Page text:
Henrik Ibsen: The Man and the Mask by Ivo de Figueiredo (Translated by Robert Ferguson) - review by Marie Wells

Marie Wells

First Among Realists

Henrik Ibsen: The Man and the Mask


Yale University Press 694pp £30 order from our bookshop

This book is the abridged English translation of two volumes that originally appeared in Norwegian, the first in 2006 – the centenary of Ibsen’s death – and the second in 2007. It is the fourth major biography of Ibsen to appear in English since 1931. All four are quite hefty volumes, de Figueiredo’s not least, weighing just under 3 lbs.

Each new biography has added to the mass of information about Ibsen, but at this stage that is not perhaps the main purpose of such a work. Rather, it is to show that there are new ways of interpreting the information. De Figueiredo’s argument is that Ibsen felt uncomfortable in the world, that somehow he was ‘different’. From an early age he was creative, and this creativity soon developed into the urge to become a writer. De Figueiredo is not interested in any social factors in Ibsen’s childhood that might have made him feel different. He sees him as a ‘physically insignificant man, asocial, inhibited and silent’, but believes he used these weaknesses to his advantage to become a sharp-eyed observer and critic.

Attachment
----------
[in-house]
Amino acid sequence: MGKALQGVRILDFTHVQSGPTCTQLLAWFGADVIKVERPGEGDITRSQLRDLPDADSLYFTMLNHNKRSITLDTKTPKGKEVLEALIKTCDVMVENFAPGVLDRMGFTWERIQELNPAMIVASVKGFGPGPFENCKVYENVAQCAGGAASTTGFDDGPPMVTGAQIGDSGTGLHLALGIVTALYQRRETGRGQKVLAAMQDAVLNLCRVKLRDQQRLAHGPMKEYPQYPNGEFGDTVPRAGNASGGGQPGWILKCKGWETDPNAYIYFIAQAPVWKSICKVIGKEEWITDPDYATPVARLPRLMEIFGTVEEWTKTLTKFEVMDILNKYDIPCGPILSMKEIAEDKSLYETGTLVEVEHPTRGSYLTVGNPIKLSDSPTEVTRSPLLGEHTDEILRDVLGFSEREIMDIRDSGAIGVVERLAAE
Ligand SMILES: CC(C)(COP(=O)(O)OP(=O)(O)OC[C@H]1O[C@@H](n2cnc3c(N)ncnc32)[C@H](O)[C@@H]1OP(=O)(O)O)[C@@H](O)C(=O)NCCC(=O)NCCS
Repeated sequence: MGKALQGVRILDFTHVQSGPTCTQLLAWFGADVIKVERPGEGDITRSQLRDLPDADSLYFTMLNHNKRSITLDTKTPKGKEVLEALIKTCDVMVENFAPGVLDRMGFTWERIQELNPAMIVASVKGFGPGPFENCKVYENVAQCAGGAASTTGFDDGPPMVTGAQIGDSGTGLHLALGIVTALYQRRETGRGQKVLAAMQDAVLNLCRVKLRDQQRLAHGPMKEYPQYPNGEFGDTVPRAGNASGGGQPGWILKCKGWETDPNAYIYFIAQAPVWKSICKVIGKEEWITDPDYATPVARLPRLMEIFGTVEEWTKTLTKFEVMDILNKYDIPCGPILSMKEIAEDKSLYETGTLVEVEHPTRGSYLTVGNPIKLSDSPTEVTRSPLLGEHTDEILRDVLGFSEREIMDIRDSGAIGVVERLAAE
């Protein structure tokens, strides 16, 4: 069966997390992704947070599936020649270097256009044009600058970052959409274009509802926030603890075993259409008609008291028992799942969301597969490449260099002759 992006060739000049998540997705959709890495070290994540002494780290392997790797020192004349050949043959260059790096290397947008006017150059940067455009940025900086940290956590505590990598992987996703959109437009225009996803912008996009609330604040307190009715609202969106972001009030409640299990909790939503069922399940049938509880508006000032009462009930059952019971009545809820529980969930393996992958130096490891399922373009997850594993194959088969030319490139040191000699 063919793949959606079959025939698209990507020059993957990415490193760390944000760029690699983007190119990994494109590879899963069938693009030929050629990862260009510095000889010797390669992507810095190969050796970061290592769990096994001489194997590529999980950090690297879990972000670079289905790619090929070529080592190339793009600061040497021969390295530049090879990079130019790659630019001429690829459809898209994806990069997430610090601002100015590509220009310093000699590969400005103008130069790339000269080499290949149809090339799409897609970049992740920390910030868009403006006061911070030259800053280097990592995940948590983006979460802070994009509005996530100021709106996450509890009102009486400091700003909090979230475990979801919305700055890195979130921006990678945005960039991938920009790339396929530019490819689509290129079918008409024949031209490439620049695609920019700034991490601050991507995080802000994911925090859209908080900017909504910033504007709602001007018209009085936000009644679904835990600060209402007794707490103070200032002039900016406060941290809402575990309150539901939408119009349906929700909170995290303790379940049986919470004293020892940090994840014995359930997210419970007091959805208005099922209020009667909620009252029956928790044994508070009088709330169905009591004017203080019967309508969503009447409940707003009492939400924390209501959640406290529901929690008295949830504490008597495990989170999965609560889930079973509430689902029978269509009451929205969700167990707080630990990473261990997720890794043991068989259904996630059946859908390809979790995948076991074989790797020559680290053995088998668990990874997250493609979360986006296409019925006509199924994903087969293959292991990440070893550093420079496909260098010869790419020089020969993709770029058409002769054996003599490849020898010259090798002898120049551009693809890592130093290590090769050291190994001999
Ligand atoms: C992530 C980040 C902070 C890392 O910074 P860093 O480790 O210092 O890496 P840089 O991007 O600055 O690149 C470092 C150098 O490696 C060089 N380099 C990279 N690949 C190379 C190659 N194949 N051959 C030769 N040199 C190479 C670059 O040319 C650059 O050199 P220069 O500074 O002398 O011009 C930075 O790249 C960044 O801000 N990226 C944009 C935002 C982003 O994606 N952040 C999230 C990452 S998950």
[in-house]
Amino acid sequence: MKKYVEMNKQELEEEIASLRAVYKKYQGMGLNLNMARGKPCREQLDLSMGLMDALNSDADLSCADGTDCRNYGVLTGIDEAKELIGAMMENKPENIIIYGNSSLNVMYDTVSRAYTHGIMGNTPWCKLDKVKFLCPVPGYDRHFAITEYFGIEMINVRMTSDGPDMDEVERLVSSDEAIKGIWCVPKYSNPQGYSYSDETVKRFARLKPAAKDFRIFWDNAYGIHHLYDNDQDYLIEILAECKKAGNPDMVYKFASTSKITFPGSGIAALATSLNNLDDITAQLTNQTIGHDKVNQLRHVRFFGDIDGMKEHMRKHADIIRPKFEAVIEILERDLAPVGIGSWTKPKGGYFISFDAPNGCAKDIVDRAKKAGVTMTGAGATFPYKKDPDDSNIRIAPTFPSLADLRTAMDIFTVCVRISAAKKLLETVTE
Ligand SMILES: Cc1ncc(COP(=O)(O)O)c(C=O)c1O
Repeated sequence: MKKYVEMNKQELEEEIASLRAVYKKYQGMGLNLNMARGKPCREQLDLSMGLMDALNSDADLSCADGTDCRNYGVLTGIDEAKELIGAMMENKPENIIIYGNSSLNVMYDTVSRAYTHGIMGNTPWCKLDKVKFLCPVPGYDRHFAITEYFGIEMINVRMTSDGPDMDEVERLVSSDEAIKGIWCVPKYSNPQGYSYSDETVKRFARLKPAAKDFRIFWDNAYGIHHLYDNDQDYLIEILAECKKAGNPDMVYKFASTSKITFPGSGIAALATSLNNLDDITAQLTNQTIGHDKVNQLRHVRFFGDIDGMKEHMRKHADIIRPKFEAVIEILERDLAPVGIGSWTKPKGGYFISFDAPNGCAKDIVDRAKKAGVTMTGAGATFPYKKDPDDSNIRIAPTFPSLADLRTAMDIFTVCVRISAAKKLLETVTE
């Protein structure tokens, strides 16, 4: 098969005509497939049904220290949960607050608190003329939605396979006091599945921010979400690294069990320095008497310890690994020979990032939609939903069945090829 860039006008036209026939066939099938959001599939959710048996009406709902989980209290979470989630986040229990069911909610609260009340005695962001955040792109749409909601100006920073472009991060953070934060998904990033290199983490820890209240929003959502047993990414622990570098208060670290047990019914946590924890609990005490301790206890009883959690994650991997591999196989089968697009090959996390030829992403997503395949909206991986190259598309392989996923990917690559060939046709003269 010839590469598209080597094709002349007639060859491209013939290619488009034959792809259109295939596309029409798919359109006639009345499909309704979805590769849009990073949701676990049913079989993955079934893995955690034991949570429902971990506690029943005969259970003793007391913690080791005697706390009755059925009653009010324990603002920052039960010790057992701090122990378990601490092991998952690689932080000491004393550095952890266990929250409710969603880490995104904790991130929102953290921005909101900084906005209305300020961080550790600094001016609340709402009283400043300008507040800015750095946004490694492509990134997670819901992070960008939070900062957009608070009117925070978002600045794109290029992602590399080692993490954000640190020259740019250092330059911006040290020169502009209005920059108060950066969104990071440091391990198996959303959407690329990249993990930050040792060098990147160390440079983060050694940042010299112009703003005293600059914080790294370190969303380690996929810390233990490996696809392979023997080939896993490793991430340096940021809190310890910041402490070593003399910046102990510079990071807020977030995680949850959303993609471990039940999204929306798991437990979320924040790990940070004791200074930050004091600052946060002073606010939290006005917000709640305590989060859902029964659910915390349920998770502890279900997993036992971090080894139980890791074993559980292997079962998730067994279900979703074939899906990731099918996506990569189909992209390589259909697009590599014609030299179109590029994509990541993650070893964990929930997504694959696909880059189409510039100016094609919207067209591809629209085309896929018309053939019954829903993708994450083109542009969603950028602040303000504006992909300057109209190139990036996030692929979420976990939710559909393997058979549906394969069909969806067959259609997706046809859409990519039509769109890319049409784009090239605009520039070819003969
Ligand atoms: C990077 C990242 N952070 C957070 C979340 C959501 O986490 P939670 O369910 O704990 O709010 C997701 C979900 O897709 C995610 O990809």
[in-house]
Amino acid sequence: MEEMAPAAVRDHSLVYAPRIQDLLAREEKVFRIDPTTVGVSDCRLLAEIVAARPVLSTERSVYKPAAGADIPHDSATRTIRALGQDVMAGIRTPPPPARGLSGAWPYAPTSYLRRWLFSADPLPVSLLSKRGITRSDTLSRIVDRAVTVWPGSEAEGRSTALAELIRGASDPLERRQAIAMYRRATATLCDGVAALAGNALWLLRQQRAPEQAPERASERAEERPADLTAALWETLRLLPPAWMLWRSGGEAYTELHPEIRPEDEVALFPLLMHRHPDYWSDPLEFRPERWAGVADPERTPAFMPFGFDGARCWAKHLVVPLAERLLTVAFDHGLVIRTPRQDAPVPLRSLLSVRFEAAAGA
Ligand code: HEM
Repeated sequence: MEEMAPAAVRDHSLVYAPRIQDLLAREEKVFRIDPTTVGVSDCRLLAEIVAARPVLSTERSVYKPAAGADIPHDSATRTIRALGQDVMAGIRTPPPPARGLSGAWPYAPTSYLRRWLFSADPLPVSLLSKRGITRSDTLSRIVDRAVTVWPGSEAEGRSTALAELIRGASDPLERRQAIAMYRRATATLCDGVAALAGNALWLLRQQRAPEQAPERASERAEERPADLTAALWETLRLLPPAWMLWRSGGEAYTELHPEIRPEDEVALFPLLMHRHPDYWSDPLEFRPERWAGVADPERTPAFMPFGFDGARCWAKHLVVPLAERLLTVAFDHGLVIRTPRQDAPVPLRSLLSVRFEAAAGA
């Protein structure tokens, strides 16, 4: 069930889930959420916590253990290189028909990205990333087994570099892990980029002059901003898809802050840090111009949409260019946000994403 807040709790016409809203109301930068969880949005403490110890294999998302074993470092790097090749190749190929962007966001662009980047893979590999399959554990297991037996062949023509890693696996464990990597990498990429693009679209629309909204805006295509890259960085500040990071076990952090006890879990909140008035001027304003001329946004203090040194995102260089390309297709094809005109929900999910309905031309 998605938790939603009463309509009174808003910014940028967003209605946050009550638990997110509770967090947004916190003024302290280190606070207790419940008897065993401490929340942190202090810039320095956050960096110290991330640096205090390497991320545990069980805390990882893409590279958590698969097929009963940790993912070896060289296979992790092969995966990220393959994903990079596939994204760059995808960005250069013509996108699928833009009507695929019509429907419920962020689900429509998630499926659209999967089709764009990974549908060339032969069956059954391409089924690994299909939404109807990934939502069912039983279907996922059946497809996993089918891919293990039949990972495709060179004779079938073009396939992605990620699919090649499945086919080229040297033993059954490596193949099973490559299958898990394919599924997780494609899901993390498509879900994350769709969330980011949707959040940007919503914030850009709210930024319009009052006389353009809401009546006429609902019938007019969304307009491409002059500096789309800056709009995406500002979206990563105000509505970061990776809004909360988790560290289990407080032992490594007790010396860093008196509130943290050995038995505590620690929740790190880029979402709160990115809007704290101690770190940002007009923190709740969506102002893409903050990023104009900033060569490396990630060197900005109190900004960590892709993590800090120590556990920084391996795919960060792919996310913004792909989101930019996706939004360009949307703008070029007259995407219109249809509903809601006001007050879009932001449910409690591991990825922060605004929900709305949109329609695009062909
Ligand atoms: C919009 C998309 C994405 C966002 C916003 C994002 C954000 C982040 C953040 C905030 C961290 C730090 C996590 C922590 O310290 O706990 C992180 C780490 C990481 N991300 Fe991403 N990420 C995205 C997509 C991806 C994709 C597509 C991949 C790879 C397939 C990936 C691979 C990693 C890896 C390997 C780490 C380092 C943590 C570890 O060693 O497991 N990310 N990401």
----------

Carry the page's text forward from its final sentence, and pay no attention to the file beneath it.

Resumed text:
But Ibsen also created myths about himself: for example, that he was driven into exile. The prevailing view has been that Ibsen’s life until he left Norway was a long struggle that ended in defeat. And in many ways it was: the Christiania Norwegian Theatre, where he had

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